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L-Arginine Ingestion after Rest and Exercise: Effects on Glucose Disposal

ROBINSON, TRISTAN M.; SEWELL, DEAN A.; GREENHAFF, PAUL L.

Medicine & Science in Sports & Exercise: August 2003 - Volume 35 - Issue 8 - p 1309-1315
doi: 10.1249/01.MSS.0000079029.39770.2A
BASIC SCIENCES: Original Investigations

ROBINSON, T. M., D. A. SEWELL, and P. L. GREENHAFF. L-Arginine Ingestion after Rest and Exercise: Effects on Glucose Disposal. Med. Sci. Sports Exerc., Vol. 35, No. 8, pp. 1309–1315, 2003.

Purpose There is considerable interest, both in health and disease, in enhancing postexercise glucose uptake and glycogen resynthesis in skeletal muscle. The amino acid, arginine, is known to stimulate insulin release and enhance glucose-stimulated insulin release.

Methods The present investigation examined whether an oral dose of L-arginine (10 g), when given with 70 g carbohydrate (CHO, in the form of simple sugars) improved factors associated with glucose disposal in previously exercised and nonexercised healthy males. The effects of different modes of activity (resistance or cycling exercise) upon these factors were also examined.

Results Whole-blood glucose and serum insulin concentrations after L-arginine + CHO ingestion were not significantly different from the placebo condition (glycine + CHO ingestion) in all experimental treatments (nonexercised, resistance exercise, and cycling exercise). Similarly, CHO oxidation, forearm blood flow, blood pressure, and heart rate during the postingestion period were unaffected by L-arginine + CHO consumption in all three experimental treatments.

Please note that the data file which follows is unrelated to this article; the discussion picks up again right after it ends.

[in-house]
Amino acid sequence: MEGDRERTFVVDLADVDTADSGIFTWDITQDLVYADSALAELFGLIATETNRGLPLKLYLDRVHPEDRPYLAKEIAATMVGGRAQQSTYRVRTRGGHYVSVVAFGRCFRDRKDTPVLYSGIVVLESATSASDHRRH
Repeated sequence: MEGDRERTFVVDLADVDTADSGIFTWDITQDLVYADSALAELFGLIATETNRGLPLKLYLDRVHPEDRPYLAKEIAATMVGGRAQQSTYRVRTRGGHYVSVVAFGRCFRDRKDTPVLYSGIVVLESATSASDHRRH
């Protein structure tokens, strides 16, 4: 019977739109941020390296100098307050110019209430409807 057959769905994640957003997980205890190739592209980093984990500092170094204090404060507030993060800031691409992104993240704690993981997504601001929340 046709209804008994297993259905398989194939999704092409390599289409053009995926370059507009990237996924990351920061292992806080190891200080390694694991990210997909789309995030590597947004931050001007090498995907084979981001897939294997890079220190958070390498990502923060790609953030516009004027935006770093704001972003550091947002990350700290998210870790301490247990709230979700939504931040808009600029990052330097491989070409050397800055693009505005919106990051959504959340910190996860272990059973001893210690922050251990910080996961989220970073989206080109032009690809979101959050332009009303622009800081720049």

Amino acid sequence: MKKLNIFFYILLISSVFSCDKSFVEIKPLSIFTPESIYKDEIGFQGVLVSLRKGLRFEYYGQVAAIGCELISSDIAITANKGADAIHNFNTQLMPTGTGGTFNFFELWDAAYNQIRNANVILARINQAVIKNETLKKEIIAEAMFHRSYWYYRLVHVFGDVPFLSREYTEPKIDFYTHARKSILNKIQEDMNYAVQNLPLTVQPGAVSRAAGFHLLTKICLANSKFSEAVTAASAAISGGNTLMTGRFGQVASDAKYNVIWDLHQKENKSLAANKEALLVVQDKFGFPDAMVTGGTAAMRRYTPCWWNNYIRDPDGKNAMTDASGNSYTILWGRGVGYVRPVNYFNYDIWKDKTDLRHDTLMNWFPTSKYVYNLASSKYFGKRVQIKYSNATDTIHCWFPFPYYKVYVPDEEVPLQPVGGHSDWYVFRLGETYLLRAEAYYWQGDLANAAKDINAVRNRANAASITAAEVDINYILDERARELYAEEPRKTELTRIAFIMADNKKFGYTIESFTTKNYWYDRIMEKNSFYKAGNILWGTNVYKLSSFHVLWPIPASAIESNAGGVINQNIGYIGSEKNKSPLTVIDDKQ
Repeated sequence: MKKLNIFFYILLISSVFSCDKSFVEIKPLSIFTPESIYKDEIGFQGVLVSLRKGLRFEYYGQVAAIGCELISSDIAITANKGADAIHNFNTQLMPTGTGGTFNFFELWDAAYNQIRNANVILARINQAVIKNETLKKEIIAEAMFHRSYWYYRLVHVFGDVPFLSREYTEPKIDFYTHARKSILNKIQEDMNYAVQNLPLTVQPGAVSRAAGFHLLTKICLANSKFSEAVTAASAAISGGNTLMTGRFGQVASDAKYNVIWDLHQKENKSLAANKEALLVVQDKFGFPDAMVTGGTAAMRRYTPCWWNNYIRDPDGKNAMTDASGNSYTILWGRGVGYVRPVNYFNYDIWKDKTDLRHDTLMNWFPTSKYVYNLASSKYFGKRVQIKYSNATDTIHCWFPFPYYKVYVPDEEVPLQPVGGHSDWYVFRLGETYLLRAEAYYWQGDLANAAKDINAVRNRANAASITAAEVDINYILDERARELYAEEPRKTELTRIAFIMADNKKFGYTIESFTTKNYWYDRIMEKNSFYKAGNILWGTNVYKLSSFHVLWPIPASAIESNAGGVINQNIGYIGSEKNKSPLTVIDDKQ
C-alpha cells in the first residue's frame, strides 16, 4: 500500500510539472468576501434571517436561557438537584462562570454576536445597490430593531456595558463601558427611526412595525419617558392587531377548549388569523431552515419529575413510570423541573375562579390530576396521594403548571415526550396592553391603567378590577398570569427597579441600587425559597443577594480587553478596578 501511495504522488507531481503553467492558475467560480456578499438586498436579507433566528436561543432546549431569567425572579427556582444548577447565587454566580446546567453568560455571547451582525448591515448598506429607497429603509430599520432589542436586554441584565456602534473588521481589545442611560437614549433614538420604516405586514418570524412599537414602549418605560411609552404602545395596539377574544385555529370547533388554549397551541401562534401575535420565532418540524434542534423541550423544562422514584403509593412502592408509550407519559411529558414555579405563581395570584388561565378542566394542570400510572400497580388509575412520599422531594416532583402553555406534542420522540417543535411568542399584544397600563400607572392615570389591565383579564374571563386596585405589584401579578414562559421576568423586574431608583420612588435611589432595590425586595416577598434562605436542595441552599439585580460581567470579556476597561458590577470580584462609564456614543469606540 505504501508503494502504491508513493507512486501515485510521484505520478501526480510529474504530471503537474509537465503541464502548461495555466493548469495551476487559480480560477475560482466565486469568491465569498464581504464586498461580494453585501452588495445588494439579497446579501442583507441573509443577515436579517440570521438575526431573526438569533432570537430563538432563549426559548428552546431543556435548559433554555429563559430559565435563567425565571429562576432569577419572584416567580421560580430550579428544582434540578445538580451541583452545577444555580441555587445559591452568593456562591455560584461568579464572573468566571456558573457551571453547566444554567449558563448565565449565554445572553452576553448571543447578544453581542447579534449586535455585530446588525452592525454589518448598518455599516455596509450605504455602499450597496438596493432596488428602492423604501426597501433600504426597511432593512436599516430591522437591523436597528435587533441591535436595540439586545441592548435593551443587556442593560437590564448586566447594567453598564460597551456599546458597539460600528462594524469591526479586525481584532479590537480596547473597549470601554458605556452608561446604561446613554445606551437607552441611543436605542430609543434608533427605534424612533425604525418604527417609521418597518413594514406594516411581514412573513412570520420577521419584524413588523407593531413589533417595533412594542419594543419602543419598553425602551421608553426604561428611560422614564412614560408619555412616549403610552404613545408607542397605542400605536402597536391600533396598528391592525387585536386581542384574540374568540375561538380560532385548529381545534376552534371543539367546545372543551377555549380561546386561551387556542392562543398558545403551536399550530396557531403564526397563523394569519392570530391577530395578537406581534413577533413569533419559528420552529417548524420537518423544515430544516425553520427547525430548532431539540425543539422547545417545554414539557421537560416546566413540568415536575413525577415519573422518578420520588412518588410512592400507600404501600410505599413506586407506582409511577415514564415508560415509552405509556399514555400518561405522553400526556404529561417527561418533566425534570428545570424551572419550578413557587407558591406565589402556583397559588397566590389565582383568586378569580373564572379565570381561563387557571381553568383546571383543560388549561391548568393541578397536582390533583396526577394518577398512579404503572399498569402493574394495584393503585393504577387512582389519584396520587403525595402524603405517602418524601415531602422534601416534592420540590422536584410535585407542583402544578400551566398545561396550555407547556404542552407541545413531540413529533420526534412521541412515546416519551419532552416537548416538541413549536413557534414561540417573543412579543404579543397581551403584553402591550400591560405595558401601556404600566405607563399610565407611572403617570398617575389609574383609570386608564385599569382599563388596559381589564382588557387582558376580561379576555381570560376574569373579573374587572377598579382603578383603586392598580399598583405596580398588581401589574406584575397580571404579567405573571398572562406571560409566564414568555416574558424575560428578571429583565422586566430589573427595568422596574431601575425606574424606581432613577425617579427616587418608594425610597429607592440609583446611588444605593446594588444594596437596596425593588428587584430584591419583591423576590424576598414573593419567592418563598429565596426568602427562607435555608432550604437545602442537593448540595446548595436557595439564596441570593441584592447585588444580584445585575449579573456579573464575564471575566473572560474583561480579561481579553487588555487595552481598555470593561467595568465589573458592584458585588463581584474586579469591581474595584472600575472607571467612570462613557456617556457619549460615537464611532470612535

Conclusion A 10-g oral dose of L-arginine was found to have no effect on blood glucose disposal in human subjects after oral CHO ingestion, either when rested or after different modes of exercise known to differentially affect glucose disposal. These results suggest that the addition of L-arginine to a CHO beverage would not augment postexercise CHO replenishment in healthy human subjects.

School of Biomedical Sciences, University of Nottingham, Nottingham, UNITED KINGDOM

Address for correspondence: Dr. T. M. Robinson, Centre for Human Nutrition, Coleridge House, Northern General Hospital, Herries Road, Sheffield S5 7AU, United Kingdom; E-mail: t.m.robinson@sheffield.ac.uk.

Submitted for publication September 2002.

Accepted for publication March 2003.

©2003The American College of Sports Medicine